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DTCC Seeks Blockchain-Focused Security Framework for Financial Sector

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The Depository Trust & Clearing Corporation, a global financial market infrastructure giant, says traditional IT security frameworks must be updated to tackle the blockchain.

The Depository Trust & Clearing Corporation (DTCC), a global financial market infrastructure giant, says traditional IT security frameworks must be updated to tackle the blockchain.

An official press release on Feb. 12 took note of the expected rise in adoption of distributed ledger technology like blockchains in financial services globally. 

The DTCC has published a new white paper, Security of DLT Networks, which recommends the creation of a comprehensive, DLT-specific Security Framework and, potentially, an Industry Consortium that would spearhead research into standards and guidelines for the sector.

New benefits, new risks

In its white paper, DTCC notes that at present, DLT in financial services is characterized by fragmented standards and guidance with respect to technology-specific security risks.

The industry giant recognizes that DLT implementation is poised to offer multiple actors a wide gamut of value propositions, notably “strengthened identity measures, improvements in information preservation and data integrity, processing efficiencies, increased operational capacity, and compliance effectiveness.”

Yet with these benefits come new risks, with better standards needed to ensure DLT interoperability, consensus around terminology, effective governance an robust digital identity management.

All financial industry stakeholders thus have an interest in contributing to the creation of a DLT security framework, the paper argues.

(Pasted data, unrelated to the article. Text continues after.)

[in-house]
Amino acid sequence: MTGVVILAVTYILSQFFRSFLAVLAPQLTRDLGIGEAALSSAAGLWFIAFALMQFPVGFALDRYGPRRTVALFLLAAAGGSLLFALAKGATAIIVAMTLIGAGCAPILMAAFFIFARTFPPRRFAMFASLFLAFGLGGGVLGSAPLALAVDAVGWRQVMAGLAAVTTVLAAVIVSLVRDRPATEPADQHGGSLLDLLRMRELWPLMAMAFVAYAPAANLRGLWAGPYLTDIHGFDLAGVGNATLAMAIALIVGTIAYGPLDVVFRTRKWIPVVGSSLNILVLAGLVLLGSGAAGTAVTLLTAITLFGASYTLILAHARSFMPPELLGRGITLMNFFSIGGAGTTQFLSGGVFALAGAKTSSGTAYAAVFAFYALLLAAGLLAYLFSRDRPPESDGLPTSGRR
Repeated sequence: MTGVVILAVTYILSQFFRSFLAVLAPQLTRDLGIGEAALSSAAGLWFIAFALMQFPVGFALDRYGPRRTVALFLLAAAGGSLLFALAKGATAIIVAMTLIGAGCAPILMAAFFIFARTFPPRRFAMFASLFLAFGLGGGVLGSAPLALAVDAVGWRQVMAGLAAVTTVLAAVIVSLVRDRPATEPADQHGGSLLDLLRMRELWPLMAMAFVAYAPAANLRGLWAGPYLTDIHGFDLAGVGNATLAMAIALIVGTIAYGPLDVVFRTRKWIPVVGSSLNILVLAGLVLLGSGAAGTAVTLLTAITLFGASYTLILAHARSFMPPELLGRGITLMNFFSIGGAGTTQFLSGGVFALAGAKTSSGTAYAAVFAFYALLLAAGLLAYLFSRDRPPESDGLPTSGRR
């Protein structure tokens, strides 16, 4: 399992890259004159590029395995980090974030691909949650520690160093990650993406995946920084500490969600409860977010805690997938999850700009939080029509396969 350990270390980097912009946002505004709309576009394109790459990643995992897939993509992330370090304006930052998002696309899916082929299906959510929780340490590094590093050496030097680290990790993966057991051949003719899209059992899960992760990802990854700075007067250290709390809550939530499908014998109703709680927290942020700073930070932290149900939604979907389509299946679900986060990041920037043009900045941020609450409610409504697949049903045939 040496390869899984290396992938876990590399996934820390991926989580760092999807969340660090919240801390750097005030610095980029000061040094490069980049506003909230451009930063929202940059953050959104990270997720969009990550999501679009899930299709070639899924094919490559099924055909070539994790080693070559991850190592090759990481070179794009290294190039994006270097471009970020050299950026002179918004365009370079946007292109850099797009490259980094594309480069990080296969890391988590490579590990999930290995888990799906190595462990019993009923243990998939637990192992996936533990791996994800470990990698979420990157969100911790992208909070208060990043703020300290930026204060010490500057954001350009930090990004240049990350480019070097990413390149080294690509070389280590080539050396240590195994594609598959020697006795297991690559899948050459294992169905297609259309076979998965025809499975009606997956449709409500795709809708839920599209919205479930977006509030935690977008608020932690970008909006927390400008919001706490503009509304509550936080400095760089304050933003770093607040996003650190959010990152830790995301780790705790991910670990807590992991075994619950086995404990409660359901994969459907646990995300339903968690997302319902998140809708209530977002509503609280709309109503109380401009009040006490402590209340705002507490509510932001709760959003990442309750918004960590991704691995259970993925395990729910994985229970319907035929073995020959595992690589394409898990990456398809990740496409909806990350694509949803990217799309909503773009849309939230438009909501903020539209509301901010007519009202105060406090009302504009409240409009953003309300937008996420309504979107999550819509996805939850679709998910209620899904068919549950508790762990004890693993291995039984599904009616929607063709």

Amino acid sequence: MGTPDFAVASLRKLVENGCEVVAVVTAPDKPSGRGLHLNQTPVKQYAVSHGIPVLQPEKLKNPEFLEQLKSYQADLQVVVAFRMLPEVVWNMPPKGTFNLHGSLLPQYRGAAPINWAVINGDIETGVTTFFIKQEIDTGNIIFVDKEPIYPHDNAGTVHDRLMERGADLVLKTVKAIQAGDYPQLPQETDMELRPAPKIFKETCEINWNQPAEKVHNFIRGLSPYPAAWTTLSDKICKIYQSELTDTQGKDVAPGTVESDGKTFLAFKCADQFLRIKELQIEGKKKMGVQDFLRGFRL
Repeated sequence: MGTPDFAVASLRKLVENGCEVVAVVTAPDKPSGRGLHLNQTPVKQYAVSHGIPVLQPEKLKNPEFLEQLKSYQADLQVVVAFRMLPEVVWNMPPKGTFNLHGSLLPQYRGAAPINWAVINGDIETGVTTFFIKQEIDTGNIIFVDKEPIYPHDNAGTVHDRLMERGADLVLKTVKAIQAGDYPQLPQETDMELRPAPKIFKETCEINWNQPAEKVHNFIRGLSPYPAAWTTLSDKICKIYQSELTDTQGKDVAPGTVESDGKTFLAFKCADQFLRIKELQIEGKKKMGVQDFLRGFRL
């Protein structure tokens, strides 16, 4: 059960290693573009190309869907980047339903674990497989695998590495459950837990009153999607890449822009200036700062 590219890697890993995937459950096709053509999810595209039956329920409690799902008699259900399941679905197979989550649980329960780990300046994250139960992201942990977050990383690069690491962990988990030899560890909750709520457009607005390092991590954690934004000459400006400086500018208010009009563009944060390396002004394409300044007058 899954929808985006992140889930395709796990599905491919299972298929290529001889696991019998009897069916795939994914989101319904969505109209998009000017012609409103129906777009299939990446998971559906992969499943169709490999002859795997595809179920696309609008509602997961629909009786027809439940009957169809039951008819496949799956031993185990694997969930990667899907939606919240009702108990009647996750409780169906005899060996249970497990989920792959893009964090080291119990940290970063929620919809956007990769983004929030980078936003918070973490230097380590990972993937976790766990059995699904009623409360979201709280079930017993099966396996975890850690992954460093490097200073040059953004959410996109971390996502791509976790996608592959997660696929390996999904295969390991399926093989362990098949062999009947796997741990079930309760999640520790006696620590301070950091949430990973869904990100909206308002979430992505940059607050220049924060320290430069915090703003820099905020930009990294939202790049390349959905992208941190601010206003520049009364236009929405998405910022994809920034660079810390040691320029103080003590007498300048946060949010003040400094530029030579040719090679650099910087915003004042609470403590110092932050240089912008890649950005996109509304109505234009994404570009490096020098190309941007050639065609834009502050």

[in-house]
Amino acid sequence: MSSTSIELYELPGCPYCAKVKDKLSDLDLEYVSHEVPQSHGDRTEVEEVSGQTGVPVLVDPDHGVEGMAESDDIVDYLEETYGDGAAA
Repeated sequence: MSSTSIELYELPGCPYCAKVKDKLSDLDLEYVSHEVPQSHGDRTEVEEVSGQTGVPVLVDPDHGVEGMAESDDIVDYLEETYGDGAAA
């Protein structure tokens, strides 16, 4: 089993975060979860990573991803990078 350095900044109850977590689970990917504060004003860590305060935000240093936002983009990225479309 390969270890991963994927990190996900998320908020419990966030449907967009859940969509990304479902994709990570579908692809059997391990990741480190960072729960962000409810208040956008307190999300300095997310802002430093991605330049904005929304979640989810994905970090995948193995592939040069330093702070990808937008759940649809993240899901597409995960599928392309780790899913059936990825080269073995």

At the level of individual firms, DTCC notes, best practices should be established spanning risk management and oversight, cybersecurity, third-party management, and incident response.

Moreover, technology-specific considerations should be taken into account for the creation, maintenance, storage and disposal of sensitive data. These considerations would aim to bridge the security gap between DLT and legacy IT environments, and establish standard authentication methods with attention to the use of cryptographic hash functions.

In a statement, Stephen Scharf, chief security officer at DTCC, stressed the need for a coordinated strategy to develop industry-wide consensus:

“As is common in IT security communities, frameworks must be widely available, generally agreed upon, and commonly adopted. As best practices mature, they can be adopted into a formal framework and used for financial industry participants and regulators alike.”

Tackling DLT head on

As reported, this is not DTCC’s first foray into tackling the global policy standards it judges to be necessary for smooth DLT implementation in financial services. In March of last year, it published a white paper outlining guiding principles for the post-trade processing of tokenized securities. 

Back in 2018, a DTCC-led study found that DLT is scalable enough to support daily trade volumes of the United States equity market. DTCC, moreover, itself has plans to replatform its Trade Information Warehouse with DLT.

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